The cytoplasm of most eukaryotic cells contain organelles called mitochondria, where energy is extracted from food molecules and stored in ATP (adenosine triphosphate) for later use throughout the cell. Virtually all of the oxygen we use is consumed by our mitochondria.
Mitochondria contain their own DNA molecules (mitochondrial DNA, or mtDNA). These molecules carry a few dozen genes that are essential for energy metabolism. For example, the cob gene carries the instructions for making a protein, cytochrome b, which is an important component of the electron transport system in mitochondria. All the other proteins and RNAs encoded by mtDNA genes are also used in energy metabolism. However, many other key proteins for energy metabolism are encoded by nuclear genes. These are synthesized elsewhere in the cell and imported into the mitochondria. In fact, while the mtDNA genes are absolutely essential for the aerobic production of energy, the majority of all mitochondrial components derive from nuclear genes.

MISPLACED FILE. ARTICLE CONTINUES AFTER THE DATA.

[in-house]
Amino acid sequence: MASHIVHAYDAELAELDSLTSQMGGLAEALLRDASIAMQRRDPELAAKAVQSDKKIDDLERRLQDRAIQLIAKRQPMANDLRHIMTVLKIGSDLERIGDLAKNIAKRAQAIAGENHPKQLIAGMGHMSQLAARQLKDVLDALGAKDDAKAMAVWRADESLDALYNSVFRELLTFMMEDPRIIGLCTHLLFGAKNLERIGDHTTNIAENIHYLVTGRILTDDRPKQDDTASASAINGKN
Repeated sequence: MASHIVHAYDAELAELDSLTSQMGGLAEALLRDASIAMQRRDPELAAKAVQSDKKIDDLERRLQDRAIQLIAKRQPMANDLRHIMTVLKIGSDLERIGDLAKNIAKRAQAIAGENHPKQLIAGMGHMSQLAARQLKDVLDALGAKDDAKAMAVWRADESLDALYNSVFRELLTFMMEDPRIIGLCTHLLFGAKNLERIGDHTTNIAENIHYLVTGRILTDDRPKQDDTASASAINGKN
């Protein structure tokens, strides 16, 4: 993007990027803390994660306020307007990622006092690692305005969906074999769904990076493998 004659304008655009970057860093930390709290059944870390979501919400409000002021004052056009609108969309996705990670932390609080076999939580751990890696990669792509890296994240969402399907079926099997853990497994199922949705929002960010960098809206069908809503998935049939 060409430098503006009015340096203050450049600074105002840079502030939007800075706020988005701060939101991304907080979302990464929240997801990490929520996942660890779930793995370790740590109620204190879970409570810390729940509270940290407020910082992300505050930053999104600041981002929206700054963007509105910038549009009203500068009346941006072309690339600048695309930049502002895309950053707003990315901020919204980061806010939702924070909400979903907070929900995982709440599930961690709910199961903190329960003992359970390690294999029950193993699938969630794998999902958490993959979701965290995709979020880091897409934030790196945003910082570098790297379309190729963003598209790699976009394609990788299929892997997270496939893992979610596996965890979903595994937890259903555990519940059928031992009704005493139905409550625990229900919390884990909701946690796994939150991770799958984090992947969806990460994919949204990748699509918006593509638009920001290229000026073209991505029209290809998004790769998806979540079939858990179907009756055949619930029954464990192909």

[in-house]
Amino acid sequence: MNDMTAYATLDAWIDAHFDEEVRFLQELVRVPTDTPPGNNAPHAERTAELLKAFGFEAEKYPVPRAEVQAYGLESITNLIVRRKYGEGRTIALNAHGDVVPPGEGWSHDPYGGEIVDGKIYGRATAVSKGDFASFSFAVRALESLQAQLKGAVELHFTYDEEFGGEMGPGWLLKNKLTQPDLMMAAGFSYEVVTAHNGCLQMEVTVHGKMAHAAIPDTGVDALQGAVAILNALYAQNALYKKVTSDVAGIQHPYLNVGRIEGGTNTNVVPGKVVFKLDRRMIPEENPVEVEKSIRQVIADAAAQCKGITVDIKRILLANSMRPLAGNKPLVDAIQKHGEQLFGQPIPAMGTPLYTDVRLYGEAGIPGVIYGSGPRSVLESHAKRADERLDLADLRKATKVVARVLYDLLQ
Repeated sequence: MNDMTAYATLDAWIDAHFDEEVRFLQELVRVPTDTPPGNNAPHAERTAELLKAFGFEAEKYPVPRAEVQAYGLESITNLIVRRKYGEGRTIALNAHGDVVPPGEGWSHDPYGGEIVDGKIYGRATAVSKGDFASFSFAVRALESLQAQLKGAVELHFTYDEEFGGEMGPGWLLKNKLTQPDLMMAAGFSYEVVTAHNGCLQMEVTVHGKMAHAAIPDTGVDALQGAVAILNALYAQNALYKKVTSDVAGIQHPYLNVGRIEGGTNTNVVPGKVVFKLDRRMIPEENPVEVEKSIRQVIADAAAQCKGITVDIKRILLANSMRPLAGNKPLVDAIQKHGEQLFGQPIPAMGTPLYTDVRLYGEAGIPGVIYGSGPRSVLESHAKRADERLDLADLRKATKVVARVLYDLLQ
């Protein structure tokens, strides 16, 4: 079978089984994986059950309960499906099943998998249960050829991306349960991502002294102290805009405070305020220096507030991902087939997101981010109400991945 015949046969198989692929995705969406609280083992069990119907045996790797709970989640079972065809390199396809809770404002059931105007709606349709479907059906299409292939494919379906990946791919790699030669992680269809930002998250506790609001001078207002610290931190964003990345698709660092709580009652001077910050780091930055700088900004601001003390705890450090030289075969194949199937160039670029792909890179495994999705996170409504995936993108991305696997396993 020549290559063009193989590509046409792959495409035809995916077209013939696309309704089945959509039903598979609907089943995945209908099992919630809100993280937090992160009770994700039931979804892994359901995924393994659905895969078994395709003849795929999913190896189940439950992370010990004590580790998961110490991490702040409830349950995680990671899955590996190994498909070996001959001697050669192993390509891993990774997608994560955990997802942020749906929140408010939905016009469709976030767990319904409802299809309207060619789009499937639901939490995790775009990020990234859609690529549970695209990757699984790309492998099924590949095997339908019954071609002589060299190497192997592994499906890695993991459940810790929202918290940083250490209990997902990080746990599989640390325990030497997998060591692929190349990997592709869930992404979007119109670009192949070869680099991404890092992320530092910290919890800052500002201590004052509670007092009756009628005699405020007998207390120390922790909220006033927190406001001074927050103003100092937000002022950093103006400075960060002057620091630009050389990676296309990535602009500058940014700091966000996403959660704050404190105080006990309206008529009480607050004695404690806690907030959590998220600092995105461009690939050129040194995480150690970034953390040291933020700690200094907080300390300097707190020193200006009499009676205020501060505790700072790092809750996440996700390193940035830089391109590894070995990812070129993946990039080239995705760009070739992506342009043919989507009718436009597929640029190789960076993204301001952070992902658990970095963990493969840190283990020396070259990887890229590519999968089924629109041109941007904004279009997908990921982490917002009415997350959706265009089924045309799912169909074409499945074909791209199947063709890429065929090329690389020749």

In addition to mitochondria, the cells of plants and algae also contain organelles called chloroplasts, in which photosynthesis takes place. Like the mitochondria, chloroplasts contain DNA molecules (chloroplast DNA, or cpDNA). The cpDNA molecules have genes that encode some of the proteins needed for photosynthesis. Also like the mitochondria, the majority of components needed for photosynthesis are made outside the chloroplast, using information from nuclear genes.
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